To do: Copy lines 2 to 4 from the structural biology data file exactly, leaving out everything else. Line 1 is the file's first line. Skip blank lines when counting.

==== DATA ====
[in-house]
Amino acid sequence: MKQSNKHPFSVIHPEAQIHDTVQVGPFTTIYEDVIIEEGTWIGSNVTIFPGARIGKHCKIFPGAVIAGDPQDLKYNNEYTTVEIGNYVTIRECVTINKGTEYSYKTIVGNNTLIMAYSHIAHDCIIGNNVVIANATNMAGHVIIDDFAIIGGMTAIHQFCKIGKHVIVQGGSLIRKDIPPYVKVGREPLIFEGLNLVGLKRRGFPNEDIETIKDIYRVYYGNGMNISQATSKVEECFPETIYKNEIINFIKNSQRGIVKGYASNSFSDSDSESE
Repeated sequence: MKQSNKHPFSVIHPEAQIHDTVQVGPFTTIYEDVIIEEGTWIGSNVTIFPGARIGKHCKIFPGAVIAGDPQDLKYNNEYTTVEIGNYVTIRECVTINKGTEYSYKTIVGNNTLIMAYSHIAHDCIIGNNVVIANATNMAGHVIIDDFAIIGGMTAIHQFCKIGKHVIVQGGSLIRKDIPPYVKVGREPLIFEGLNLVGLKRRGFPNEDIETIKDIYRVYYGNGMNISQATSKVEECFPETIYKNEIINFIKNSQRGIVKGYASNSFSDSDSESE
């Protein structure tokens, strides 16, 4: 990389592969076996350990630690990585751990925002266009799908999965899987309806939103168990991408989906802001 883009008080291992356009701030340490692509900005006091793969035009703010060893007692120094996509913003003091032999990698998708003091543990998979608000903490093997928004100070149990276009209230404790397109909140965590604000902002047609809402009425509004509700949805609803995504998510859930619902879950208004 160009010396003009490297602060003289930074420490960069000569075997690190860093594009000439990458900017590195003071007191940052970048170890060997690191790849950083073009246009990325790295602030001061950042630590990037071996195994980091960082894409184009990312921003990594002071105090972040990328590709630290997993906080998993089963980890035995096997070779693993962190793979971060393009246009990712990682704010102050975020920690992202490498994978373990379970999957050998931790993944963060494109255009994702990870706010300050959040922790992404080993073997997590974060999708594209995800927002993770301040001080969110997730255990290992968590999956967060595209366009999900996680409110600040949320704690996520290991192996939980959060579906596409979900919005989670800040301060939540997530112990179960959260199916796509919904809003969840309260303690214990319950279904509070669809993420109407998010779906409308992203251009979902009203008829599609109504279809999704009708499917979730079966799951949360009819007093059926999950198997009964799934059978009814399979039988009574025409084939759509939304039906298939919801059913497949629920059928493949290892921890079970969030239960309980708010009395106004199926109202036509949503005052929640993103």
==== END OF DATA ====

Amino acid sequence: MKQSNKHPFSVIHPEAQIHDTVQVGPFTTIYEDVIIEEGTWIGSNVTIFPGARIGKHCKIFPGAVIAGDPQDLKYNNEYTTVEIGNYVTIRECVTINKGTEYSYKTIVGNNTLIMAYSHIAHDCIIGNNVVIANATNMAGHVIIDDFAIIGGMTAIHQFCKIGKHVIVQGGSLIRKDIPPYVKVGREPLIFEGLNLVGLKRRGFPNEDIETIKDIYRVYYGNGMNISQATSKVEECFPETIYKNEIINFIKNSQRGIVKGYASNSFSDSDSESE
Repeated sequence: MKQSNKHPFSVIHPEAQIHDTVQVGPFTTIYEDVIIEEGTWIGSNVTIFPGARIGKHCKIFPGAVIAGDPQDLKYNNEYTTVEIGNYVTIRECVTINKGTEYSYKTIVGNNTLIMAYSHIAHDCIIGNNVVIANATNMAGHVIIDDFAIIGGMTAIHQFCKIGKHVIVQGGSLIRKDIPPYVKVGREPLIFEGLNLVGLKRRGFPNEDIETIKDIYRVYYGNGMNISQATSKVEECFPETIYKNEIINFIKNSQRGIVKGYASNSFSDSDSESE
């Protein structure tokens, strides 16, 4: 990389592969076996350990630690990585751990925002266009799908999965899987309806939103168990991408989906802001 883009008080291992356009701030340490692509900005006091793969035009703010060893007692120094996509913003003091032999990698998708003091543990998979608000903490093997928004100070149990276009209230404790397109909140965590604000902002047609809402009425509004509700949805609803995504998510859930619902879950208004 160009010396003009490297602060003289930074420490960069000569075997690190860093594009000439990458900017590195003071007191940052970048170890060997690191790849950083073009246009990325790295602030001061950042630590990037071996195994980091960082894409184009990312921003990594002071105090972040990328590709630290997993906080998993089963980890035995096997070779693993962190793979971060393009246009990712990682704010102050975020920690992202490498994978373990379970999957050998931790993944963060494109255009994702990870706010300050959040922790992404080993073997997590974060999708594209995800927002993770301040001080969110997730255990290992968590999956967060595209366009999900996680409110600040949320704690996520290991192996939980959060579906596409979900919005989670800040301060939540997530112990179960959260199916796509919904809003969840309260303690214990319950279904509070669809993420109407998010779906409308992203251009979902009203008829599609109504279809999704009708499917979730079966799951949360009819007093059926999950198997009964799934059978009814399979039988009574025409084939759509939304039906298939919801059913497949629920059928493949290892921890079970969030239960309980708010009395106004199926109202036509949503005052929640993103």